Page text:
How biogas from human waste will lead to energy independence

by | Apr 14, 2022

Chicken feathers enhance the quality of biogas produced from human waste, allowing impoverished communities to generate their own power.
Rural school in South Africa.

While not necessarily a topic to discuss in polite company, many experts believe that the future of sustainable energy lies in biogas generated from our own waste — and we’re not necessarily talking garbage or food scraps here.

In recent years, research around biogas — a biofuel mixture composed mainly of carbon dioxide and methane produced from the bacterial decomposition of organic waste — has been gaining traction, and technology in this field has been advancing.

“The cost of [photovoltaic] devices is comparatively high based on the poverty index of developing countries,” wrote a team of researchers from University of Johannesburg, South Africa, Covenant University Canaan land and Afe Babalola University in Nigeria. “60% of the world’s energy demand is required in developing countries whose current power generating capacity is unbelievably dismal.”

Nigeria, for example, is one of the most underpowered countries in the world, with projections indicating that current supply (in the range of 12,000 MW) falls 80% below the required production based on the current population. The largest hydropower station in Nigeria has a capacity of roughly 7,876 MW, but the working capacity is only 3,000 MW, or sometimes less. Power generation is hindered by a number of compounding factors, including obsolete or inadequate equipment, corruption, poor government funding, outdated grids, and lack of advanced technologies.

“Unfortunately, this scenario is replicated in many parts of the globe; hence, the immediate solution to the energy crisis globally is the empowering of standalone users,” wrote the team in their paper. “The dismal performance of energy generation programs in some developing countries has exacerbated their population’s poverty rate because small and medium businesses are tied directly to energy.”

Accessible and affordable biogas

The solution they propose centers around the production of biogas, conventional sources of which include food scraps, wastewater, and animal manure. But human waste could provide a viable, renewable source of energy, especially in regions of the world where energy supplies are unstable.

“The shift into animal waste such as poultry droppings and cattle dung has huge prospects, but it is not sustainable in the long term as rural farmers depend on it,” said the researchers. “The use of human excreta is the most available and sustainable due to the human population.”

One challenge, however, is the ammonia naturally found in human waste, which inhibits the growth of methane-producing bacteria and results in impure biogas with high levels of nitrogen. Chemical and microbial pretreatments are an option, but the team wanted to develop a truly sustainable and accessible solution to meet energy demands in impoverished regions.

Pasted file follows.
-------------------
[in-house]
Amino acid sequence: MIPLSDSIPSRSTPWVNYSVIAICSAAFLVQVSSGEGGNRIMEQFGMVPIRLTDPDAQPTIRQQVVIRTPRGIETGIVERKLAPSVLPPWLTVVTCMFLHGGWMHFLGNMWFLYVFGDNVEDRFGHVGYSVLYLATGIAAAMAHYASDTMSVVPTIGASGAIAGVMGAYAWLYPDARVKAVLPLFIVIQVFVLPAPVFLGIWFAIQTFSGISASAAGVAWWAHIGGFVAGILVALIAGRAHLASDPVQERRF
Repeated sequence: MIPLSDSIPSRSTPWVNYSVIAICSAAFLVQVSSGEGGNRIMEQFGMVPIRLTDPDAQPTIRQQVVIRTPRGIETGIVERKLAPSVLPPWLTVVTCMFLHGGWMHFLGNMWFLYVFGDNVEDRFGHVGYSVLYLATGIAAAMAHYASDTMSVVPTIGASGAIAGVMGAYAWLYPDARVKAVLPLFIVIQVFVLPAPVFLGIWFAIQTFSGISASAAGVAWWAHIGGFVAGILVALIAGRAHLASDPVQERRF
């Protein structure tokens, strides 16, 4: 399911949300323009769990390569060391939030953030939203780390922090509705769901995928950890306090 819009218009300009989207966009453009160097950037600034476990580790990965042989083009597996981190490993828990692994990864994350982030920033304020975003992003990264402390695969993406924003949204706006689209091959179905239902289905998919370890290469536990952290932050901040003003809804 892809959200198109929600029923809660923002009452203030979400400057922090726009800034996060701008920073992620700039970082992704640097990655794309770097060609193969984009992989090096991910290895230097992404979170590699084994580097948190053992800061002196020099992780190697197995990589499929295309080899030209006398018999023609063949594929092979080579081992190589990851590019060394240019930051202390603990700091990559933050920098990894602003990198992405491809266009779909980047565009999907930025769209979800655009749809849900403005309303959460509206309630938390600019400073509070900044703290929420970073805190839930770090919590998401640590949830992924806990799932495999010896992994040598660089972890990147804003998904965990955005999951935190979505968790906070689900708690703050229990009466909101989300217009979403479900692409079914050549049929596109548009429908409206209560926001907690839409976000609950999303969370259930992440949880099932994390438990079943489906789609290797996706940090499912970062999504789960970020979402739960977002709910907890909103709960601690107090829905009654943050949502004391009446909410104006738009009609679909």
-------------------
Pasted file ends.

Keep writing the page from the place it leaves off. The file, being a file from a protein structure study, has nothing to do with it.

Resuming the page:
The trick, according to the study published recently in Global Challenges, is to combine the waste with powdered chicken feathers. The feathers are themselves useful in generating biogas, but only when pretreated to make them amenable to anaerobic digestion. Instead of adding an additional treatment step, the scientists let the microbes found naturally in human waste do all the work for them.

In a laboratory-scale biodigestor, the team mixed together powdered chicken feathers and human waste in a 1:5 ratio and allowed the solution to incubate, measuring the quantity and quality of biogas produced over roughly two months. Compared to controls that contained no powdered chicken feathers, the biogas produced when the feathers were co-digested with the human waste contained, at minimum, 68% less nitrogen and 73% more methane.

“This experimentation means that there could be minimum nitrogen content with more microbes in the human excreta acting on the chicken feather as biotreatment,” said the authors. “The extensive effect of the microbes can be seen in the improved carbon dioxide and carbon monoxide content [of the biogas].”

Real-world prototypes in the works

It took the microbes about 18 days to pretreat the chicken feathers after which biogas production began to take place. Continuous production would depend on the quantity of powdered feathers introduced into the biodigester or sewage tank, said the team.

With these encouraging results, the researchers proposed a medium-scale biogas production scheme based on their system that could provide reliable power to schools, farm settlements, and homes. “If the energy demand is met through this research, […] rural settlements will be self-sufficient as all feedstock are readily available within each locality,” they wrote.

The researcher and prototype projects are being carried out with the Millennium Development Goals and the UN’s Sustainable Development Goals in mind, and it will be exciting to see the impact they will have.

Though a push toward renewables such as wind and solar is important for helping to address the climate crisis, by providing a means of independently and affordably generating green electricity, the researchers hope to help alleviate the poverty that often goes hand-in-hand with unreliable access to energy.

Reference: Moses E. Emetere et al., Improved Biogas Production from Human Excreta Using Chicken Feather Powder: A Sustainable Option to Eradicating Poverty, Global Challanges (2022). DOI: 10.1002/gch2.202100117

Feature image credit: Joshua Gaunt on Unsplash

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